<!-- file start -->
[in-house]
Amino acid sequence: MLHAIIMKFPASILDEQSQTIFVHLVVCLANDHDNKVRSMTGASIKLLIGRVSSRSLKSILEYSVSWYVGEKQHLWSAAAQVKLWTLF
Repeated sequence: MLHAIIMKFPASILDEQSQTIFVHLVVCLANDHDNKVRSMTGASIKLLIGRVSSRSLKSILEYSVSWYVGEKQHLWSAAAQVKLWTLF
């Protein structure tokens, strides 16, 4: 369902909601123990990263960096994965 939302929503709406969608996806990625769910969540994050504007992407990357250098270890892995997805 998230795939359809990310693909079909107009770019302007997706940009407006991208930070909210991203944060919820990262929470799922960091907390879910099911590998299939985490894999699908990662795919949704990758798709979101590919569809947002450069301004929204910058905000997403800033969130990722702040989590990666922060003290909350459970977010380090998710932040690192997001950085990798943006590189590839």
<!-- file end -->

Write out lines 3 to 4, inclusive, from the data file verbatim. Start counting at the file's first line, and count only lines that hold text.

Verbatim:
Repeated sequence: MLHAIIMKFPASILDEQSQTIFVHLVVCLANDHDNKVRSMTGASIKLLIGRVSSRSLKSILEYSVSWYVGEKQHLWSAAAQVKLWTLF
């Protein structure tokens, strides 16, 4: 369902909601123990990263960096994965 939302929503709406969608996806990625769910969540994050504007992407990357250098270890892995997805 998230795939359809990310693909079909107009770019302007997706940009407006991208930070909210991203944060919820990262929470799922960091907390879910099911590998299939985490894999699908990662795919949704990758798709979101590919569809947002450069301004929204910058905000997403800033969130990722702040989590990666922060003290909350459970977010380090998710932040690192997001950085990798943006590189590839």